1911 Encyclopædia Britannica/Atholl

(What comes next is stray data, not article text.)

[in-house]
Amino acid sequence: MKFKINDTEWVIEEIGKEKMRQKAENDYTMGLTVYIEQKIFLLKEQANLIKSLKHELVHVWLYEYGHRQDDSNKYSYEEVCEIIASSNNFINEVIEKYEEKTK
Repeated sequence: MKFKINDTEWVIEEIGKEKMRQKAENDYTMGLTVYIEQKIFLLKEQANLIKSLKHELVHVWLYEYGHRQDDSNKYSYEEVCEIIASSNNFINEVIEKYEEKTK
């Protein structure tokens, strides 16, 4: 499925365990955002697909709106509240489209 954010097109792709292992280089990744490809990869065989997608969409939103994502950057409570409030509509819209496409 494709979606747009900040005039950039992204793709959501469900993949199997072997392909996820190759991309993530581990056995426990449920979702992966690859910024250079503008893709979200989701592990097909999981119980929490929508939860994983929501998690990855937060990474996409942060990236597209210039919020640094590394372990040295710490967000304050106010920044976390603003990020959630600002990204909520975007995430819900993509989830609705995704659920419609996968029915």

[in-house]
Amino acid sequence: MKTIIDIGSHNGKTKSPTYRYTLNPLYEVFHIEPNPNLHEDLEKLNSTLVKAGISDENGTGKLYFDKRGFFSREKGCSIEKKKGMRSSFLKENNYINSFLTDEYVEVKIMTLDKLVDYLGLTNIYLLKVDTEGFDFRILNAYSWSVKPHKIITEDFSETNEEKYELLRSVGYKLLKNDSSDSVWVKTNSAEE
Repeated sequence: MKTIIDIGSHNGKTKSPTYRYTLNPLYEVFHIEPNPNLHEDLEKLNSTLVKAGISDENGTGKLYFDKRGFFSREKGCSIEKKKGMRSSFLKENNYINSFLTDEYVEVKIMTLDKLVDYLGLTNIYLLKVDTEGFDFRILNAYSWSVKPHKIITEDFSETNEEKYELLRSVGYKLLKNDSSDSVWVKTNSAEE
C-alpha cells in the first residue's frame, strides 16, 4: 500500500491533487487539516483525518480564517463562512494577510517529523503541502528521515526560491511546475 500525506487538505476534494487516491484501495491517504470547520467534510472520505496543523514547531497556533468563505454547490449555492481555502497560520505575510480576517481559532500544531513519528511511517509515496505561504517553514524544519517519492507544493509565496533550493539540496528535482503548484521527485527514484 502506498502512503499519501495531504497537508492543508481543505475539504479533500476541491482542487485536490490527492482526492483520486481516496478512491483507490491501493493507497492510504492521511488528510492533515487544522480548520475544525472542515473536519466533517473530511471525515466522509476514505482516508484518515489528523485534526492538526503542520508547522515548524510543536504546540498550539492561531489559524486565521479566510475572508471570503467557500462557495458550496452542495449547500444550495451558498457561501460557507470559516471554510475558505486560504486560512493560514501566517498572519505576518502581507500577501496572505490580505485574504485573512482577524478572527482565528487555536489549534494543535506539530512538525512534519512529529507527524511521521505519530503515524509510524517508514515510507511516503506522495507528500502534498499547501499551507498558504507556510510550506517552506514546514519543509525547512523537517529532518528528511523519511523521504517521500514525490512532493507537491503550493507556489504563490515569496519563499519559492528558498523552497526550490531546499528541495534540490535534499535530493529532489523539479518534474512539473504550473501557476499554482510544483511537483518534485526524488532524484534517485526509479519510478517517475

ATHOLL, or Athole, a district in the north of Perthshire, Scotland, covering an area of about 450 sq. m. It is bounded on the N. by Badenoch, on the N.E. by Braemar, on the E. by Forfarshire, on the S. by Breadalbane, on the W. and N.W. by Lochaber. The Highland railway bisects it diagonally from Dunkeld to the borders of Inverness-shire. It is traversed by the Grampian mountains and watered by the Tay, Tummel, Garry, Tilt, Bruar and other streams. Glen Garry and Glen Tilt are the chief glens, and Loch Rannoch and Loch Tummel the principal lakes. The population mainly centres around Dunkeld, Pitlochry and Blair Atholl. The only cultivable soil occurs in the valleys of the large rivers, but the deer-forest and the shootings on moor and mountain are among the most extensive in Scotland. It is said to have been named Athfotla (Atholl) after Fotla, son of the Pictish king Cruithne, and was under the rule of a Celtic mormaer (thane or earl) until the union of the Picts and Scots under Kenneth Macalpine in 843. The duke of Atholl’s seats are Blair Castle and Dunkeld House. What is called Atholl brose is a compound, in equal parts, of whisky and honey (or oatmeal), which was first commonly used in the district for hoarseness and sore throat.